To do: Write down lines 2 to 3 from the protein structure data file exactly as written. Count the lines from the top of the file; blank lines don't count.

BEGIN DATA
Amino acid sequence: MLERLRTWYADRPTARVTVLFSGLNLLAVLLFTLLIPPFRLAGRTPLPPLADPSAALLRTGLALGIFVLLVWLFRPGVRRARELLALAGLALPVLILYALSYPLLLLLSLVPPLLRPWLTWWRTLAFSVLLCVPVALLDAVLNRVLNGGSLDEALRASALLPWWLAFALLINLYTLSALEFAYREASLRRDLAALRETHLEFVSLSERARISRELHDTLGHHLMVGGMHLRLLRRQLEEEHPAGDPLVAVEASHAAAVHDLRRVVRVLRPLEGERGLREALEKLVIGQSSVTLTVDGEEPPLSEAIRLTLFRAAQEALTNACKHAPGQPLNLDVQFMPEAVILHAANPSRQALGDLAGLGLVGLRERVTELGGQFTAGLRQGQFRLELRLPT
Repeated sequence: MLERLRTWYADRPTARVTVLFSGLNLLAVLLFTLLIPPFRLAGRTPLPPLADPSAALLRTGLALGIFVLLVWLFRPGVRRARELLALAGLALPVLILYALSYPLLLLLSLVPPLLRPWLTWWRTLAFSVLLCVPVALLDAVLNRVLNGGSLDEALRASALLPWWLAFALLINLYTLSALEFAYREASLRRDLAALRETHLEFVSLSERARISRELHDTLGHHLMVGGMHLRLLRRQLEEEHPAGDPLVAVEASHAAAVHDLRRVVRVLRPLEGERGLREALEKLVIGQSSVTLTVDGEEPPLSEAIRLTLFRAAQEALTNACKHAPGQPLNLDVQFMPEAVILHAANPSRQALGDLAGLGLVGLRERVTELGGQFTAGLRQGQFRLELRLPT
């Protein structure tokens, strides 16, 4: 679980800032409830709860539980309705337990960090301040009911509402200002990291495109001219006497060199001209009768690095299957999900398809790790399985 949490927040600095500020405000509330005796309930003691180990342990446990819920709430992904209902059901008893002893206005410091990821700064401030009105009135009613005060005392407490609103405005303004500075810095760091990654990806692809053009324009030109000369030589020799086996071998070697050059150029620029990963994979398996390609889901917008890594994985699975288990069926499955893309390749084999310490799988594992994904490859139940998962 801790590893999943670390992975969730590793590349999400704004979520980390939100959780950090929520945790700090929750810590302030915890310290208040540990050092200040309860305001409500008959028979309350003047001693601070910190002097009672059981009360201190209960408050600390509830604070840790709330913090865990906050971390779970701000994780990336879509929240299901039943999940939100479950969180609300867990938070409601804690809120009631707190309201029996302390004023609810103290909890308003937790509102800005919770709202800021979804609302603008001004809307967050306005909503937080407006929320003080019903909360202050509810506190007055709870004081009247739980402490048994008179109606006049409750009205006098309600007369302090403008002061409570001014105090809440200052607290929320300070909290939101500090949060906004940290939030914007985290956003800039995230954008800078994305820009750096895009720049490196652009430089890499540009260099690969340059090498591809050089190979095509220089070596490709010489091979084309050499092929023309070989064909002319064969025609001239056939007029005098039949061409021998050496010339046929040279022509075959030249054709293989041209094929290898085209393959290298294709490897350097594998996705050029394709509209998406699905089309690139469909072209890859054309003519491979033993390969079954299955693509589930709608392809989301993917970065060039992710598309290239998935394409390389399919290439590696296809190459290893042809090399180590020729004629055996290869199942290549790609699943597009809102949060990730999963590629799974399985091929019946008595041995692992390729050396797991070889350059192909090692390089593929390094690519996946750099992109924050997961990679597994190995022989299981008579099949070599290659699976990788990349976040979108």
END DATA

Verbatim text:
Repeated sequence: MLERLRTWYADRPTARVTVLFSGLNLLAVLLFTLLIPPFRLAGRTPLPPLADPSAALLRTGLALGIFVLLVWLFRPGVRRARELLALAGLALPVLILYALSYPLLLLLSLVPPLLRPWLTWWRTLAFSVLLCVPVALLDAVLNRVLNGGSLDEALRASALLPWWLAFALLINLYTLSALEFAYREASLRRDLAALRETHLEFVSLSERARISRELHDTLGHHLMVGGMHLRLLRRQLEEEHPAGDPLVAVEASHAAAVHDLRRVVRVLRPLEGERGLREALEKLVIGQSSVTLTVDGEEPPLSEAIRLTLFRAAQEALTNACKHAPGQPLNLDVQFMPEAVILHAANPSRQALGDLAGLGLVGLRERVTELGGQFTAGLRQGQFRLELRLPT
């Protein structure tokens, strides 16, 4: 679980800032409830709860539980309705337990960090301040009911509402200002990291495109001219006497060199001209009768690095299957999900398809790790399985 949490927040600095500020405000509330005796309930003691180990342990446990819920709430992904209902059901008893002893206005410091990821700064401030009105009135009613005060005392407490609103405005303004500075810095760091990654990806692809053009324009030109000369030589020799086996071998070697050059150029620029990963994979398996390609889901917008890594994985699975288990069926499955893309390749084999310490799988594992994904490859139940998962 801790590893999943670390992975969730590793590349999400704004979520980390939100959780950090929520945790700090929750810590302030915890310290208040540990050092200040309860305001409500008959028979309350003047001693601070910190002097009672059981009360201190209960408050600390509830604070840790709330913090865990906050971390779970701000994780990336879509929240299901039943999940939100479950969180609300867990938070409601804690809120009631707190309201029996302390004023609810103290909890308003937790509102800005919770709202800021979804609302603008001004809307967050306005909503937080407006929320003080019903909360202050509810506190007055709870004081009247739980402490048994008179109606006049409750009205006098309600007369302090403008002061409570001014105090809440200052607290929320300070909290939101500090949060906004940290939030914007985290956003800039995230954008800078994305820009750096895009720049490196652009430089890499540009260099690969340059090498591809050089190979095509220089070596490709010489091979084309050499092929023309070989064909002319064969025609001239056939007029005098039949061409021998050496010339046929040279022509075959030249054709293989041209094929290898085209393959290298294709490897350097594998996705050029394709509209998406699905089309690139469909072209890859054309003519491979033993390969079954299955693509589930709608392809989301993917970065060039992710598309290239998935394409390389399919290439590696296809190459290893042809090399180590020729004629055996290869199942290549790609699943597009809102949060990730999963590629799974399985091929019946008595041995692992390729050396797991070889350059192909090692390089593929390094690519996946750099992109924050997961990679597994190995022989299981008579099949070599290659699976990788990349976040979108």